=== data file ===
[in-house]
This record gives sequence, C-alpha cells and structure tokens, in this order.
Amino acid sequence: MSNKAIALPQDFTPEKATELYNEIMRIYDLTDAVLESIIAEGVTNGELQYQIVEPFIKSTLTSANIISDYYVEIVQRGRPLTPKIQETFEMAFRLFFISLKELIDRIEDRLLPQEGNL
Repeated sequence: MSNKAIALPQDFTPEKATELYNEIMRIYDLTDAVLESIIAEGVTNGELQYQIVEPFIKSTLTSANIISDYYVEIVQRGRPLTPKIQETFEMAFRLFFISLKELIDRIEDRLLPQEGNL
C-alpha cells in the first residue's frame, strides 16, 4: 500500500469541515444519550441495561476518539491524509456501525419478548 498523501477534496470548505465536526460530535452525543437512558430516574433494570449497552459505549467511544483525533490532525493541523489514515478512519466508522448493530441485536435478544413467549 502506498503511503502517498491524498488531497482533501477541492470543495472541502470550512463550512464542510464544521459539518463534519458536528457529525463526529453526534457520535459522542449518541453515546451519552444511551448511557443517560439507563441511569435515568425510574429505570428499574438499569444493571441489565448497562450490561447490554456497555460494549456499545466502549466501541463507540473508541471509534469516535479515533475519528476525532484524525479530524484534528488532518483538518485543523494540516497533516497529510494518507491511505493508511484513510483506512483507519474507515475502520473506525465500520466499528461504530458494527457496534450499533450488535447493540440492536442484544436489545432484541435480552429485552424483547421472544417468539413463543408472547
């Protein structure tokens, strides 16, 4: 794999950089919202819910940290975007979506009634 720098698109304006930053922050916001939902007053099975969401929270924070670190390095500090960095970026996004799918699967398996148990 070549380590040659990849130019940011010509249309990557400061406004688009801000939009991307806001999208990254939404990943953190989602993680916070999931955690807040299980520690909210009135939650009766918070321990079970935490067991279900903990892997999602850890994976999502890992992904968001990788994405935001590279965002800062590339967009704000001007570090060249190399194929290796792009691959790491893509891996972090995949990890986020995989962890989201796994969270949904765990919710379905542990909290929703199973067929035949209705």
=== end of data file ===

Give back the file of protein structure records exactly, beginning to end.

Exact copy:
[in-house]
This record gives sequence, C-alpha cells and structure tokens, in this order.
Amino acid sequence: MSNKAIALPQDFTPEKATELYNEIMRIYDLTDAVLESIIAEGVTNGELQYQIVEPFIKSTLTSANIISDYYVEIVQRGRPLTPKIQETFEMAFRLFFISLKELIDRIEDRLLPQEGNL
Repeated sequence: MSNKAIALPQDFTPEKATELYNEIMRIYDLTDAVLESIIAEGVTNGELQYQIVEPFIKSTLTSANIISDYYVEIVQRGRPLTPKIQETFEMAFRLFFISLKELIDRIEDRLLPQEGNL
C-alpha cells in the first residue's frame, strides 16, 4: 500500500469541515444519550441495561476518539491524509456501525419478548 498523501477534496470548505465536526460530535452525543437512558430516574433494570449497552459505549467511544483525533490532525493541523489514515478512519466508522448493530441485536435478544413467549 502506498503511503502517498491524498488531497482533501477541492470543495472541502470550512463550512464542510464544521459539518463534519458536528457529525463526529453526534457520535459522542449518541453515546451519552444511551448511557443517560439507563441511569435515568425510574429505570428499574438499569444493571441489565448497562450490561447490554456497555460494549456499545466502549466501541463507540473508541471509534469516535479515533475519528476525532484524525479530524484534528488532518483538518485543523494540516497533516497529510494518507491511505493508511484513510483506512483507519474507515475502520473506525465500520466499528461504530458494527457496534450499533450488535447493540440492536442484544436489545432484541435480552429485552424483547421472544417468539413463543408472547
């Protein structure tokens, strides 16, 4: 794999950089919202819910940290975007979506009634 720098698109304006930053922050916001939902007053099975969401929270924070670190390095500090960095970026996004799918699967398996148990 070549380590040659990849130019940011010509249309990557400061406004688009801000939009991307806001999208990254939404990943953190989602993680916070999931955690807040299980520690909210009135939650009766918070321990079970935490067991279900903990892997999602850890994976999502890992992904968001990788994405935001590279965002800062590339967009704000001007570090060249190399194929290796792009691959790491893509891996972090995949990890986020995989962890989201796994969270949904765990919710379905542990909290929703199973067929035949209705």